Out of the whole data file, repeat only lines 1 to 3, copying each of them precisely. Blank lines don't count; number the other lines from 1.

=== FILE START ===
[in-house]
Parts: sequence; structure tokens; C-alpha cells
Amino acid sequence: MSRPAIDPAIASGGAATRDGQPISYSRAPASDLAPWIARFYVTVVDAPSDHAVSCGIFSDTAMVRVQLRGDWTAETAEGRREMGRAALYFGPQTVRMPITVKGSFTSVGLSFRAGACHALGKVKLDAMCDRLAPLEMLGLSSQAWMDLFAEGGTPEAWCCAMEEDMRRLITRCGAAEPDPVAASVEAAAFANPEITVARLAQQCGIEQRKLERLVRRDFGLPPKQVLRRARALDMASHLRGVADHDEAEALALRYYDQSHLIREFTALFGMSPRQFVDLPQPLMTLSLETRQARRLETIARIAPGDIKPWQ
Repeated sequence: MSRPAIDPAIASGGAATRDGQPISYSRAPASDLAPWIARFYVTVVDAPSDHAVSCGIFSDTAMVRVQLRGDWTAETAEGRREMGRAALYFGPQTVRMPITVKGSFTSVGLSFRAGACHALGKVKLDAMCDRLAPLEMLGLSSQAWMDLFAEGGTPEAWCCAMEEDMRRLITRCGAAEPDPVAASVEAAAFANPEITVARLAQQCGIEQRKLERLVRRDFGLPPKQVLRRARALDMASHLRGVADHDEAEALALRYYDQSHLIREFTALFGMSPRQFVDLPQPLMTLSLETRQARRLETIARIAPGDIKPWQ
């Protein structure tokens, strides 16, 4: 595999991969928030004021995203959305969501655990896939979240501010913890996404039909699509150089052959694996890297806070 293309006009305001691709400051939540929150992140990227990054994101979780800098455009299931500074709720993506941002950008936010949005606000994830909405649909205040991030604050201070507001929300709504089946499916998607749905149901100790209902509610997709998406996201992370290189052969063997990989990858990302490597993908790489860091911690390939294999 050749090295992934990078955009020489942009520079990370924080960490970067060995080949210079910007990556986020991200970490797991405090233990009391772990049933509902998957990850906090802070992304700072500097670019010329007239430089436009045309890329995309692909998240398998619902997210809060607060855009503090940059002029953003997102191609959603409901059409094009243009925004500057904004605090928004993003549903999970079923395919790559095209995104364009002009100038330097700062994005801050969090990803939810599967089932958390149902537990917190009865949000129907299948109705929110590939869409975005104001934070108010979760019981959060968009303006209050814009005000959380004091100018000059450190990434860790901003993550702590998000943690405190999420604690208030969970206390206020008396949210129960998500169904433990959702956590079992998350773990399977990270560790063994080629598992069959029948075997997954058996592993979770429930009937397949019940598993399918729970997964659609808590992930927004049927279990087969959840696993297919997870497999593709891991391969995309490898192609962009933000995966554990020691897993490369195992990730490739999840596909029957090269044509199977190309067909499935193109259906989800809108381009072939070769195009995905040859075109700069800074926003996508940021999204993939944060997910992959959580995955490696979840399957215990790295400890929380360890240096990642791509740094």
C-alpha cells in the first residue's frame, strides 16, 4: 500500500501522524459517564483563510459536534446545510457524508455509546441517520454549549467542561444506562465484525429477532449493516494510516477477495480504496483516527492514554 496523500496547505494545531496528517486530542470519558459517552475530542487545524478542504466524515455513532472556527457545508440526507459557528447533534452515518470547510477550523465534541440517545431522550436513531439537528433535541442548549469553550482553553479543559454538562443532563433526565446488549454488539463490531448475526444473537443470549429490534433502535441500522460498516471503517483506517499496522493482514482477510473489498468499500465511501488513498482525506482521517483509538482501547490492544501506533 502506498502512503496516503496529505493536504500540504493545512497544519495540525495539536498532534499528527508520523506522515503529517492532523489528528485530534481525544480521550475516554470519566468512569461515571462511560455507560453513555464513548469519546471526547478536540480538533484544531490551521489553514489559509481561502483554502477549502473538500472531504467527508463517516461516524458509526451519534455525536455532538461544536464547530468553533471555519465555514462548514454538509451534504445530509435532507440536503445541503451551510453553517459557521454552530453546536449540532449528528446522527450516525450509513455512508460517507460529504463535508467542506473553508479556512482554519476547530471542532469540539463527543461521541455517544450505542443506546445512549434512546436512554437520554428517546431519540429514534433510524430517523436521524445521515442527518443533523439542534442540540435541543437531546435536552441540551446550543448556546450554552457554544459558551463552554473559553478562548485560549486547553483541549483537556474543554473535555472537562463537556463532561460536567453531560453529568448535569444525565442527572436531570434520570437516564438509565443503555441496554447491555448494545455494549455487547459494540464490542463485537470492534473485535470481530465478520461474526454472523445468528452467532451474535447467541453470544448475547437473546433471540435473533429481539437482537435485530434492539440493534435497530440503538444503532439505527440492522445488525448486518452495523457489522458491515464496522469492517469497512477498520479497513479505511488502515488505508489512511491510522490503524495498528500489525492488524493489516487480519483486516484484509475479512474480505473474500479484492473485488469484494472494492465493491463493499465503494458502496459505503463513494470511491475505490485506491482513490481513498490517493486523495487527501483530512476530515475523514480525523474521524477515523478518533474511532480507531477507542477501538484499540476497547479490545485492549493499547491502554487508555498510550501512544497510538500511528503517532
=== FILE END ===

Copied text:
[in-house]
Parts: sequence; structure tokens; C-alpha cells
Amino acid sequence: MSRPAIDPAIASGGAATRDGQPISYSRAPASDLAPWIARFYVTVVDAPSDHAVSCGIFSDTAMVRVQLRGDWTAETAEGRREMGRAALYFGPQTVRMPITVKGSFTSVGLSFRAGACHALGKVKLDAMCDRLAPLEMLGLSSQAWMDLFAEGGTPEAWCCAMEEDMRRLITRCGAAEPDPVAASVEAAAFANPEITVARLAQQCGIEQRKLERLVRRDFGLPPKQVLRRARALDMASHLRGVADHDEAEALALRYYDQSHLIREFTALFGMSPRQFVDLPQPLMTLSLETRQARRLETIARIAPGDIKPWQ